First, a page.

The Fresno City Council on Thursday will consider extending the contract with Taylor Group Architects, a consulting firm.
The issue at hand is the complex and sometimes controversial interaction between the survival of small businesses and the enforcement of the Americans with Disabilities Act.
The Taylor contract is for one year and is not to exceed $105,000. The Taylor Group will provide services for something called the “Accessible Fresno Small Business Initiative” (or Accessible Fresno for short).
The 1990 Americans with Disabilities Act, or ADA, is very familiar to both policy makers at the municipal government level and business owners of almost any size.
As the staff report from Public Works Director Scott Mozier says, the ADA “is a federal civil rights law that prohibits discrimination of individuals with disabilities and requires all facilities used by the public (public accommodations) to be accessible to individuals with disabilities.”
The staff report goes on to say that the ADA requires businesses to “remove barriers to accessing goods and services….” The removal of these barriers should be “easily accomplishable and able to be carried out without much difficulty or expense.”
In the legal world that is ADA compliance, the staff report says, this requirement is known as “readily achievable barrier removal.”
The challenge is satisfying everyone without destroying the business. The cost of ADA compliance can be onerous for businesses, especially the small ones. The cost of settling an ADA lawsuit can be onerous, as well. The cost of losing an ADA lawsuit can be devastating. At the same time, people with disabilities have a legal right to full participation in America’s public life.
Accessible Fresno, says the staff report, “is a proactive program to encourage businesses within the City of Fresno to take steps toward construction related accessibility compliance. Under the direction of the Accessible Fresno program administrator, the consultant will provide eligible small businesses with Certified Access Specialists inspection services, report, disability access inspection certificate, and inspection support services.”
These certified access specialists are called “CASp” for short.
A CASp, says the staff report, “is a professional who has passed an examination and has been certified by the State of California to have a specialized knowledge of state and federal construction-related accessibility standards…. A CASp inspection provides legal benefits that may reduce a business’ financial liability in a lawsuit.”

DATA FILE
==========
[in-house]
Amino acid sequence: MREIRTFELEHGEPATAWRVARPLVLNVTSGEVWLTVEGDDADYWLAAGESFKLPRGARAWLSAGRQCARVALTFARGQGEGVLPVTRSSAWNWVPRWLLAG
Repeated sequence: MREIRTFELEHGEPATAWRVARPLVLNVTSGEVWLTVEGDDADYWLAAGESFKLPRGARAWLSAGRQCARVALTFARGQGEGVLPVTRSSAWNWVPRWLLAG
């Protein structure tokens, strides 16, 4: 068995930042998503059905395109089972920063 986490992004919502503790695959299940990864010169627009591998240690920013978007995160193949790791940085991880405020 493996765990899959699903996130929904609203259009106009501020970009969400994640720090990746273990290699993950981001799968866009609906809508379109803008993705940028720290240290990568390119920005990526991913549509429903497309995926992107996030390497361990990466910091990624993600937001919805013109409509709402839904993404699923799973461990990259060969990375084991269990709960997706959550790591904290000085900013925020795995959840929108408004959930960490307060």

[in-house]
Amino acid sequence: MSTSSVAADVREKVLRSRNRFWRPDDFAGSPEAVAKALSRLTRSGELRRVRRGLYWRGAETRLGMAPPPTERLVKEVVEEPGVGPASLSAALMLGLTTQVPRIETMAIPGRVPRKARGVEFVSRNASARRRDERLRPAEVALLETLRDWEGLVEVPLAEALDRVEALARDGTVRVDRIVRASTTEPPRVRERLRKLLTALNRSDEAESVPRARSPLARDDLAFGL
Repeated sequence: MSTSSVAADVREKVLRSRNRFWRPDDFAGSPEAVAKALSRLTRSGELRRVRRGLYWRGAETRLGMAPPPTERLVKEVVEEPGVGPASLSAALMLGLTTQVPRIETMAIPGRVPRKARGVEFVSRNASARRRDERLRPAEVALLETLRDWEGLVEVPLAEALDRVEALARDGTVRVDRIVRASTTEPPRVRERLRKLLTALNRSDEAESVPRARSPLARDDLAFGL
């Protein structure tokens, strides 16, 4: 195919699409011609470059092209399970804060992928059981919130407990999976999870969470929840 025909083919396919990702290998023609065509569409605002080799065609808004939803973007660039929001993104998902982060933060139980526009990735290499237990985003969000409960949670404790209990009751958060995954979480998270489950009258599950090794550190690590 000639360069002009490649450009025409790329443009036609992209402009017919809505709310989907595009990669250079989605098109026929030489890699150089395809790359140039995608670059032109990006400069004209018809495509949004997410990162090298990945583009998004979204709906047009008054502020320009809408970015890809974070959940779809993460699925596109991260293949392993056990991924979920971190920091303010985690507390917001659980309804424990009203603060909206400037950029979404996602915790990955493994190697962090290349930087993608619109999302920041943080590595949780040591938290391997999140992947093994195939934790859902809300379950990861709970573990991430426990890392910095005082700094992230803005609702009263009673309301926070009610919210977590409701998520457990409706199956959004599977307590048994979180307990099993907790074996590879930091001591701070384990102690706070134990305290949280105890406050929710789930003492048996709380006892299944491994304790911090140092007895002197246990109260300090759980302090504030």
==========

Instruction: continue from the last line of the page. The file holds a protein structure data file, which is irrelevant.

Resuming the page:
The staff report goes on to say: “Businesses that have had a CASp inspection prepared in accordance with the Construction-Related Accessibility Standards Compliance Act and are working toward compliance are eligible for ‘qualified defendant’ status under CA state law. A business that is a ‘qualified defendant’ may have their damages and legal fees reduced if they receive a lawsuit for accessibility violations.”
Legalese this may be, but there’s no doubt that the item before the Council on Thursday deals with an effort to level the playing field for businesses, especially small businesses, when it comes to ADA compliance.
“Accessible Fresno will provide eligible businesses with CASp inspection services at no cost to the business,” says the staff report. “Accessible Fresno is administered in-house by the ADA Coordinator… There is no cost to the business to apply or participate in Accessible Fresno.”
Businesses must meet certain eligibility criteria. For instance, the business must have a current valid business tax certificate and be located in Fresno. The business must be for-profit and have $1 million or less in annual gross revenue.
The city does not receive or review the CASp inspection report. Funding for Accessible Fresno comes from Disability Access and Education fees.
The staff report says about 50 businesses could be served through Accessible Fresno in the contract year.